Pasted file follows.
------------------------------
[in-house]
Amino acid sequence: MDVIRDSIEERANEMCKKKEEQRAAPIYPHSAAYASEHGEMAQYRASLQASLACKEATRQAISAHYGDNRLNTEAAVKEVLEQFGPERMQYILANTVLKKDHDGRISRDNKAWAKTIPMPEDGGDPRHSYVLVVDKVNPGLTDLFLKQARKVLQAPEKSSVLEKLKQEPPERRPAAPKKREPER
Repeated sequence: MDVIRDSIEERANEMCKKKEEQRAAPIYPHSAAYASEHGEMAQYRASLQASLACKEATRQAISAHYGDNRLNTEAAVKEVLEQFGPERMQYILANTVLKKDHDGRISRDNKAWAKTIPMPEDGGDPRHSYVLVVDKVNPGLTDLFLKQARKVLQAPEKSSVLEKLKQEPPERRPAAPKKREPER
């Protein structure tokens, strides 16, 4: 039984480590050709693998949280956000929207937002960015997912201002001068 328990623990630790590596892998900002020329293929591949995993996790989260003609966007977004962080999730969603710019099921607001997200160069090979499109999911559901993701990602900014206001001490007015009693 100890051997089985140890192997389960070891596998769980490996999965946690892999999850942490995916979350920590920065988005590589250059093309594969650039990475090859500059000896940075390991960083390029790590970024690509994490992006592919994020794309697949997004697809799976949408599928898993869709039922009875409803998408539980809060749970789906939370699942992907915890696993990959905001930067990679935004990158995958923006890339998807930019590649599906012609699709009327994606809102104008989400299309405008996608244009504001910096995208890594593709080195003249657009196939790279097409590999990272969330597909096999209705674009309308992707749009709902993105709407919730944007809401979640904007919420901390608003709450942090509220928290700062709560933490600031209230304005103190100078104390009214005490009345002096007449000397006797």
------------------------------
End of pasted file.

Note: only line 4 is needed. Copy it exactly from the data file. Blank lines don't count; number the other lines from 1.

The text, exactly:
């Protein structure tokens, strides 16, 4: 039984480590050709693998949280956000929207937002960015997912201002001068 328990623990630790590596892998900002020329293929591949995993996790989260003609966007977004962080999730969603710019099921607001997200160069090979499109999911559901993701990602900014206001001490007015009693 100890051997089985140890192997389960070891596998769980490996999965946690892999999850942490995916979350920590920065988005590589250059093309594969650039990475090859500059000896940075390991960083390029790590970024690509994490992006592919994020794309697949997004697809799976949408599928898993869709039922009875409803998408539980809060749970789906939370699942992907915890696993990959905001930067990679935004990158995958923006890339998807930019590649599906012609699709009327994606809102104008989400299309405008996608244009504001910096995208890594593709080195003249657009196939790279097409590999990272969330597909096999209705674009309308992707749009709902993105709407919730944007809401979640904007919420901390608003709450942090509220928290700062709560933490600031209230304005103190100078104390009214005490009345002096007449000397006797």